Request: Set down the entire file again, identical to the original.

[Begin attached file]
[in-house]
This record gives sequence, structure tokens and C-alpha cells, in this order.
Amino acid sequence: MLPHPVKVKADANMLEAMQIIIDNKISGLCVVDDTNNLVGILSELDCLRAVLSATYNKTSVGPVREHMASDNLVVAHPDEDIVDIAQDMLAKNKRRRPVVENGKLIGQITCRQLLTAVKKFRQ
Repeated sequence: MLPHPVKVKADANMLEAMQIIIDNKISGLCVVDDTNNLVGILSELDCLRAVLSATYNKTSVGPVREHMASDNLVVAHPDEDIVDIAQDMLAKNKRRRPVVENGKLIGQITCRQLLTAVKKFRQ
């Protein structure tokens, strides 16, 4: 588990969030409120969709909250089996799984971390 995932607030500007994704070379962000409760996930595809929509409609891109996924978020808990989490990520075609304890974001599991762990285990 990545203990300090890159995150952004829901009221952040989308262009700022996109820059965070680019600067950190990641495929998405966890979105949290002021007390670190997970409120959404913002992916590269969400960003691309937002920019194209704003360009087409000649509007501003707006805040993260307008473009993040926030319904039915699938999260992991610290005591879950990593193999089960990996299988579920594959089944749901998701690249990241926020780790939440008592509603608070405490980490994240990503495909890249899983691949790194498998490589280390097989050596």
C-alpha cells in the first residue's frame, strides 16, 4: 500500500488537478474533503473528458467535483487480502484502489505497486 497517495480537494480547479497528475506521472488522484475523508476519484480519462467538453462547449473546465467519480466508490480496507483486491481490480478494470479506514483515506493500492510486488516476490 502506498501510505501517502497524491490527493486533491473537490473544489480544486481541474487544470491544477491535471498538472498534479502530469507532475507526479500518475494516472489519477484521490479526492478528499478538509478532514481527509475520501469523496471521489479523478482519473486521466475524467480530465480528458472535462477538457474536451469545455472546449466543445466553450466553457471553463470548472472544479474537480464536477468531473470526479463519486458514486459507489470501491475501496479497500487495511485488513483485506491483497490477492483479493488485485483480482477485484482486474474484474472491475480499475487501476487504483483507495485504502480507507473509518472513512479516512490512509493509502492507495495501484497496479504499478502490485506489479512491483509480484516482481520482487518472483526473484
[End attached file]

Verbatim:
[in-house]
This record gives sequence, structure tokens and C-alpha cells, in this order.
Amino acid sequence: MLPHPVKVKADANMLEAMQIIIDNKISGLCVVDDTNNLVGILSELDCLRAVLSATYNKTSVGPVREHMASDNLVVAHPDEDIVDIAQDMLAKNKRRRPVVENGKLIGQITCRQLLTAVKKFRQ
Repeated sequence: MLPHPVKVKADANMLEAMQIIIDNKISGLCVVDDTNNLVGILSELDCLRAVLSATYNKTSVGPVREHMASDNLVVAHPDEDIVDIAQDMLAKNKRRRPVVENGKLIGQITCRQLLTAVKKFRQ
């Protein structure tokens, strides 16, 4: 588990969030409120969709909250089996799984971390 995932607030500007994704070379962000409760996930595809929509409609891109996924978020808990989490990520075609304890974001599991762990285990 990545203990300090890159995150952004829901009221952040989308262009700022996109820059965070680019600067950190990641495929998405966890979105949290002021007390670190997970409120959404913002992916590269969400960003691309937002920019194209704003360009087409000649509007501003707006805040993260307008473009993040926030319904039915699938999260992991610290005591879950990593193999089960990996299988579920594959089944749901998701690249990241926020780790939440008592509603608070405490980490994240990503495909890249899983691949790194498998490589280390097989050596």
C-alpha cells in the first residue's frame, strides 16, 4: 500500500488537478474533503473528458467535483487480502484502489505497486 497517495480537494480547479497528475506521472488522484475523508476519484480519462467538453462547449473546465467519480466508490480496507483486491481490480478494470479506514483515506493500492510486488516476490 502506498501510505501517502497524491490527493486533491473537490473544489480544486481541474487544470491544477491535471498538472498534479502530469507532475507526479500518475494516472489519477484521490479526492478528499478538509478532514481527509475520501469523496471521489479523478482519473486521466475524467480530465480528458472535462477538457474536451469545455472546449466543445466553450466553457471553463470548472472544479474537480464536477468531473470526479463519486458514486459507489470501491475501496479497500487495511485488513483485506491483497490477492483479493488485485483480482477485484482486474474484474472491475480499475487501476487504483483507495485504502480507507473509518472513512479516512490512509493509502492507495495501484497496479504499478502490485506489479512491483509480484516482481520482487518472483526473484